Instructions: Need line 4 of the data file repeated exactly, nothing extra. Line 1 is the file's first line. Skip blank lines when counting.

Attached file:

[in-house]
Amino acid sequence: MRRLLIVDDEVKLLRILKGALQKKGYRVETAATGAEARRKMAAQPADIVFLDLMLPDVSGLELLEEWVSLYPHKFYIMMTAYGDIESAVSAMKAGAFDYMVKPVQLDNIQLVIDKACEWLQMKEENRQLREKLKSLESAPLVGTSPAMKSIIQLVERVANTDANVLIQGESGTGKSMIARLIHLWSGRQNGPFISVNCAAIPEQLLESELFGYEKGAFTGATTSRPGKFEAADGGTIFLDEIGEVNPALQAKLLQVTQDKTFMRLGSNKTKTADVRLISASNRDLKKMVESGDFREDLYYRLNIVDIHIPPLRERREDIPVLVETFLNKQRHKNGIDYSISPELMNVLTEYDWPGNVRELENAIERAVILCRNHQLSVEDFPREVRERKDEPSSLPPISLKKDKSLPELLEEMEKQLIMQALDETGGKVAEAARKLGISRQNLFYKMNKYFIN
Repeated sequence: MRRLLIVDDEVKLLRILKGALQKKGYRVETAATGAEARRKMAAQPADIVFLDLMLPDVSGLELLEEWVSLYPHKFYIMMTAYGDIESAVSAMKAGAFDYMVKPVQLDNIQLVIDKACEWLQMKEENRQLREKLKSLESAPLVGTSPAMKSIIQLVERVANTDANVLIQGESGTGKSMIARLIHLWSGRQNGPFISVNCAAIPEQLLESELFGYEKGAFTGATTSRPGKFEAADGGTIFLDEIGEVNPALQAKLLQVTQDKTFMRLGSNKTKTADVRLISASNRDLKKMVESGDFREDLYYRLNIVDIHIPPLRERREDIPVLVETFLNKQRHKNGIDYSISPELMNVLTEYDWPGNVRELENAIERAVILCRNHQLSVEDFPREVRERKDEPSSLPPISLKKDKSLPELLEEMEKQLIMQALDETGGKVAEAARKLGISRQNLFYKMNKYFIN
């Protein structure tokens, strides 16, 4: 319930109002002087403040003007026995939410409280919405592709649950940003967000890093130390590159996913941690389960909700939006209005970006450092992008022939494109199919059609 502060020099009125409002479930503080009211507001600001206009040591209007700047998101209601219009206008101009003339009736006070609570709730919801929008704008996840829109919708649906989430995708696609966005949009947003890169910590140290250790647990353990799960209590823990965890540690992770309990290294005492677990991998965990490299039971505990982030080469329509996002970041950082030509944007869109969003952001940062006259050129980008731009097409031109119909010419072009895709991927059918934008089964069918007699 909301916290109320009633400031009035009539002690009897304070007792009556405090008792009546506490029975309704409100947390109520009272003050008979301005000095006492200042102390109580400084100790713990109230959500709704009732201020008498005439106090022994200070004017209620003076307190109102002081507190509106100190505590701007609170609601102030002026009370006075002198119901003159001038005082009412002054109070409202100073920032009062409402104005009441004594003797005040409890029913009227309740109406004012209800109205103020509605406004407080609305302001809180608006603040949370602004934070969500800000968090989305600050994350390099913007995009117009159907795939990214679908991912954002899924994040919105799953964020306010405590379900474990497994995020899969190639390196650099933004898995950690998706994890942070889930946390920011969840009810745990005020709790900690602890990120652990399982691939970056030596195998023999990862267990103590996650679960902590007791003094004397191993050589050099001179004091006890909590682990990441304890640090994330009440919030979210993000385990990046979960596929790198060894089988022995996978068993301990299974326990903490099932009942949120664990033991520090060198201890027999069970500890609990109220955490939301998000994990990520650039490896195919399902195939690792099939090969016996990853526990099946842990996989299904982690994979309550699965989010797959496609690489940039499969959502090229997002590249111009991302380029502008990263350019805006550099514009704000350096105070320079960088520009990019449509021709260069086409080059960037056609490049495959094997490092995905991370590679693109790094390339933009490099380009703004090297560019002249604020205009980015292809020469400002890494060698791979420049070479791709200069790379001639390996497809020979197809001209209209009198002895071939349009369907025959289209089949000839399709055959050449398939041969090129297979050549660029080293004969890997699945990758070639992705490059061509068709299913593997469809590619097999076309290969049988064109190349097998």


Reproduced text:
């Protein structure tokens, strides 16, 4: 319930109002002087403040003007026995939410409280919405592709649950940003967000890093130390590159996913941690389960909700939006209005970006450092992008022939494109199919059609 502060020099009125409002479930503080009211507001600001206009040591209007700047998101209601219009206008101009003339009736006070609570709730919801929008704008996840829109919708649906989430995708696609966005949009947003890169910590140290250790647990353990799960209590823990965890540690992770309990290294005492677990991998965990490299039971505990982030080469329509996002970041950082030509944007869109969003952001940062006259050129980008731009097409031109119909010419072009895709991927059918934008089964069918007699 909301916290109320009633400031009035009539002690009897304070007792009556405090008792009546506490029975309704409100947390109520009272003050008979301005000095006492200042102390109580400084100790713990109230959500709704009732201020008498005439106090022994200070004017209620003076307190109102002081507190509106100190505590701007609170609601102030002026009370006075002198119901003159001038005082009412002054109070409202100073920032009062409402104005009441004594003797005040409890029913009227309740109406004012209800109205103020509605406004407080609305302001809180608006603040949370602004934070969500800000968090989305600050994350390099913007995009117009159907795939990214679908991912954002899924994040919105799953964020306010405590379900474990497994995020899969190639390196650099933004898995950690998706994890942070889930946390920011969840009810745990005020709790900690602890990120652990399982691939970056030596195998023999990862267990103590996650679960902590007791003094004397191993050589050099001179004091006890909590682990990441304890640090994330009440919030979210993000385990990046979960596929790198060894089988022995996978068993301990299974326990903490099932009942949120664990033991520090060198201890027999069970500890609990109220955490939301998000994990990520650039490896195919399902195939690792099939090969016996990853526990099946842990996989299904982690994979309550699965989010797959496609690489940039499969959502090229997002590249111009991302380029502008990263350019805006550099514009704000350096105070320079960088520009990019449509021709260069086409080059960037056609490049495959094997490092995905991370590679693109790094390339933009490099380009703004090297560019002249604020205009980015292809020469400002890494060698791979420049070479791709200069790379001639390996497809020979197809001209209209009198002895071939349009369907025959289209089949000839399709055959050449398939041969090129297979050549660029080293004969890997699945990758070639992705490059061509068709299913593997469809590619097999076309290969049988064109190349097998």